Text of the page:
In Reply to: A good question merits a good answer... posted by J.D. on October 24, 1999 at 19:23:34:
: V-6s offer great packaging for today's "cab-forward" designs. They are especially well suited for front wheel drive cars. Most importantly, V-6s are often derived fron V-8s. American manufacturers often do this.
Very few V6s are derived from V8s anymore, at least for automotive applications. The optimum angle for a V8 isn't the same as for a V6, which means when you make a V6 out of a V8, you either get a rough V6 or need to put in a balance shaft. Same thing works the other way--witness the balance-shaft equipped, V6 derived V8 in the most recent SHO Taurus.
: A flat six, as used by Porsche, offers a lower center of gravity. It is essentially a V-6 with 180 degrees between the cylinder banks. They offer great smoothness. This engine layout also allows for lower bodywork, although the bodywork must also be wider to accomdate the engine -- a trade off. Flat sixes are not suited very well for front-wheel drive cars (transversely mounted engines). They are just too darn wide.
If I'm not mistaken, one of the primary reasons Porsche used a flat design was because it was better suited to air cooling (can mount the fan on top to blow through the cylinders, without worrying about the V). Same with VW, obviously.
: Inline/Straight Six:
: The I-6 is one of the "smoothest" engine designs. The layout of the engine naturally counteracts all vibration. For some reason though, the 4.0 L straight six used in the Jeep Grand Cherokee is far from smooth. Leave it to Daimler-Chrysler to screw up an essentially smooth engine.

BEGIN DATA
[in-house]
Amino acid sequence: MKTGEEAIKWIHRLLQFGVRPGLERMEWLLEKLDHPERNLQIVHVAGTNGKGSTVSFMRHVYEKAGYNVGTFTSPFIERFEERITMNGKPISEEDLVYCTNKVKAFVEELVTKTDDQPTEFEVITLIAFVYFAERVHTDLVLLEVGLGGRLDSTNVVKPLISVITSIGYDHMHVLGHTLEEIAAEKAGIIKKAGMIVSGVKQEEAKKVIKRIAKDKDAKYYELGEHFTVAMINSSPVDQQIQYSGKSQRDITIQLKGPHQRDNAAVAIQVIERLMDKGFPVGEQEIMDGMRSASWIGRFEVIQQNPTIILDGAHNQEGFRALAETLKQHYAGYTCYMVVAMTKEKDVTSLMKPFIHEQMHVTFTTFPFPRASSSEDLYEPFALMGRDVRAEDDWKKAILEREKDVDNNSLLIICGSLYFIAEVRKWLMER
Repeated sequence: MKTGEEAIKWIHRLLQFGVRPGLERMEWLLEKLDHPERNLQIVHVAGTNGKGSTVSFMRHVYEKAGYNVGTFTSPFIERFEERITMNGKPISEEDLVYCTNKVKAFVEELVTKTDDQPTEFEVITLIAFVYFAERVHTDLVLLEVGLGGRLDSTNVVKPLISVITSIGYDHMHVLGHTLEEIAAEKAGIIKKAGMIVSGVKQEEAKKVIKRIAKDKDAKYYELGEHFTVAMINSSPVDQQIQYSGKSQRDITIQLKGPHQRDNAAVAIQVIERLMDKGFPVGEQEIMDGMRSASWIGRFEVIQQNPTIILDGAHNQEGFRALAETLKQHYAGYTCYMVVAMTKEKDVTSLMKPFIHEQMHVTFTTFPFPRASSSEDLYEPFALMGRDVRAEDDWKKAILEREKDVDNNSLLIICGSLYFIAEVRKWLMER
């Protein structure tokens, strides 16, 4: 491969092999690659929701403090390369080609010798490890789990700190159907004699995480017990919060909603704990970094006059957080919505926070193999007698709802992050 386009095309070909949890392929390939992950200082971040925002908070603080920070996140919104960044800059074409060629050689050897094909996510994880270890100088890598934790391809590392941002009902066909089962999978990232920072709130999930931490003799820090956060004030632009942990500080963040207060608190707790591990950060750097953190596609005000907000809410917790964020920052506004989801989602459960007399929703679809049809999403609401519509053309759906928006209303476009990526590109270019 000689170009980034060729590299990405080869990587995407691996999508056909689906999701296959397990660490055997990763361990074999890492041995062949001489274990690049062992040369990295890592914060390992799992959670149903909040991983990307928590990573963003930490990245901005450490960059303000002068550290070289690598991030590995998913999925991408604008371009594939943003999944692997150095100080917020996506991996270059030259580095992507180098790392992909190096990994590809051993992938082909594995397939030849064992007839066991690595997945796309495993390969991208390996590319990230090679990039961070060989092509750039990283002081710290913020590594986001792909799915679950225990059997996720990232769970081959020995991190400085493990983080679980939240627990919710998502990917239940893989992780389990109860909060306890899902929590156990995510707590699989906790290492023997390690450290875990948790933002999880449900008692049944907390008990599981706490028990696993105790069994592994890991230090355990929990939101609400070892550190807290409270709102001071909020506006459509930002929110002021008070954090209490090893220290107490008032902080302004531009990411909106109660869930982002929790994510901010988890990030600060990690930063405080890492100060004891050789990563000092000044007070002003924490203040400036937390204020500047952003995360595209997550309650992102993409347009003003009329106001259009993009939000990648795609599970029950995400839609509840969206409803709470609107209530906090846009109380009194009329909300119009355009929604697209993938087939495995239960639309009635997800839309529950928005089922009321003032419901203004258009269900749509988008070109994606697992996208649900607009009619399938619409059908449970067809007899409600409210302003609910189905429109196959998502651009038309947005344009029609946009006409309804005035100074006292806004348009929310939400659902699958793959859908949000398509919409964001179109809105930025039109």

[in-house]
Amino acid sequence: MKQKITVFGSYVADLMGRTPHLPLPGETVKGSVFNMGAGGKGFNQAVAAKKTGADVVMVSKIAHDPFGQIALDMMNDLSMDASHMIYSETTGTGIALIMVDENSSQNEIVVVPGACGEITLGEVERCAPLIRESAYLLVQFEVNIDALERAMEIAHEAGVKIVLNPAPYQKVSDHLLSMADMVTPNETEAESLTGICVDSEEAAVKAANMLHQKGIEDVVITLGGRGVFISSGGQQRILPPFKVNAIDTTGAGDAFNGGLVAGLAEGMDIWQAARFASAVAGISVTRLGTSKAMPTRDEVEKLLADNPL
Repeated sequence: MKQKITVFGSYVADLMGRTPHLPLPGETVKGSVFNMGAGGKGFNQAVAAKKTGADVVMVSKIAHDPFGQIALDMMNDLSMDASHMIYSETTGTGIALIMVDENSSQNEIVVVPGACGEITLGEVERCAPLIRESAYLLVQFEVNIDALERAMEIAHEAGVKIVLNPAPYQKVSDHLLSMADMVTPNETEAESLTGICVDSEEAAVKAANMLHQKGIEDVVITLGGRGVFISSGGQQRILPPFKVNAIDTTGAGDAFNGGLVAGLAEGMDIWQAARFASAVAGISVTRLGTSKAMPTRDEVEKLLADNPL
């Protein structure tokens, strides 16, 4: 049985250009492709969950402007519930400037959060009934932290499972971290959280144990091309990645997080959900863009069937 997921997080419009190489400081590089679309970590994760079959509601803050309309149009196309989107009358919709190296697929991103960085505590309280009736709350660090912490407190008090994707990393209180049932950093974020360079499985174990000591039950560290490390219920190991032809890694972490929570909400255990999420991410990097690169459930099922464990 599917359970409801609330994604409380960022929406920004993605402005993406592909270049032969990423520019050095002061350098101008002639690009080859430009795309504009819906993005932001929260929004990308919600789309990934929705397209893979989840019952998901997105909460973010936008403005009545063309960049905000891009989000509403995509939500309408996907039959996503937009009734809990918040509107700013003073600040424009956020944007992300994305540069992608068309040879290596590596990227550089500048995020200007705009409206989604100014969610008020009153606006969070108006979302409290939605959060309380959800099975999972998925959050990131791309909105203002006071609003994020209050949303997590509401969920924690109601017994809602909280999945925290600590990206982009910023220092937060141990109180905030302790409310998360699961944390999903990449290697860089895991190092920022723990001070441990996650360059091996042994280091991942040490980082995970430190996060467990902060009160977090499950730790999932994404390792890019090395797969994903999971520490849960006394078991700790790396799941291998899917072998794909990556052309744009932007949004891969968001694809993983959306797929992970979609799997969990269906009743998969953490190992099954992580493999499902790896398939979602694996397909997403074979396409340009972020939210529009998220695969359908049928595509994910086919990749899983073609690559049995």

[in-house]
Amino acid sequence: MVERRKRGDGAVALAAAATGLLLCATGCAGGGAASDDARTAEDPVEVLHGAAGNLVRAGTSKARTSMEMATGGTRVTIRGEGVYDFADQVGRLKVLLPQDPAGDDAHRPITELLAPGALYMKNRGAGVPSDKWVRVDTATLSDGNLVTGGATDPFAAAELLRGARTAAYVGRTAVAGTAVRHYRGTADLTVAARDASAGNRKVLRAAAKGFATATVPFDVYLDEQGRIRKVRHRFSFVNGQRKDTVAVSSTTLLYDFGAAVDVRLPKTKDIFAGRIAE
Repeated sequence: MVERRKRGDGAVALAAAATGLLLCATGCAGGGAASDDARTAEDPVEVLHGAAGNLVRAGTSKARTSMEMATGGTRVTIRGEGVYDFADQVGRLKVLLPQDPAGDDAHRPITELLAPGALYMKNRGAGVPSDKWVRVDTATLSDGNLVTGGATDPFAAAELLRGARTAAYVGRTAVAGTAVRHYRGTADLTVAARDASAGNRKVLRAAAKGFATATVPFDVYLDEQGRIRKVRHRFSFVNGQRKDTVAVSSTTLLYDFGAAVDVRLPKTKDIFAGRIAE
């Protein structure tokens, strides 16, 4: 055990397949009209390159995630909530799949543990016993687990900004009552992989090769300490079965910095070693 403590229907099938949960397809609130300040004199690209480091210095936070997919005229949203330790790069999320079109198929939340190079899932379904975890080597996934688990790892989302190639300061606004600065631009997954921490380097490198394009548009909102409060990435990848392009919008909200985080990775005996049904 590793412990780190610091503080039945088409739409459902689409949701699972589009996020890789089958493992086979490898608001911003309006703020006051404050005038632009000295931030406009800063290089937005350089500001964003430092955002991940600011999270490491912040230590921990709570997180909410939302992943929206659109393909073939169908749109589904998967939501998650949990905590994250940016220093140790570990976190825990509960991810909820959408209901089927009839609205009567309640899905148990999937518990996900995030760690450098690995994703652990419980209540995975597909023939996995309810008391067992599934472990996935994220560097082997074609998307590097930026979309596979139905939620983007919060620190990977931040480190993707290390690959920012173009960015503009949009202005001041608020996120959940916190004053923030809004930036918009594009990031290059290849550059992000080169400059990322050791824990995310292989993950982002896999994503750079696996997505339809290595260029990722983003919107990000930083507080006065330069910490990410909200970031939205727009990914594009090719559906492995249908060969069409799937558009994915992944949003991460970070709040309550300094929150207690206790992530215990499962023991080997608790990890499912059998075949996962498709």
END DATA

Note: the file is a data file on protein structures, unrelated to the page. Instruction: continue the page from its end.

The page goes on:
Don't blame Stuttgart or Auburn Hills--blame Kenosha. The Jeep 4.0L dates from way back in the AMC days. Although it's been reworked several times since, the 4.0L was designed as a torquey truck engine, and its architecture reflects that. Service in a $30K+ luxury vehicle was never in its original design requirements.
: In addition to smoothness, I-6s, as a rule of thumb, are often torqueir than an equal sized flat- or V-6. Additionally, they allow for easy packaging in the long, narrow hood of cars like the Z3.
: BMW goes so far as to counter-wieght the camshaft lobes! They want to make sure that the essentially smooth I-6 stays smooth!
: Hopefully this answers your question.
: J.D. (Jonathan)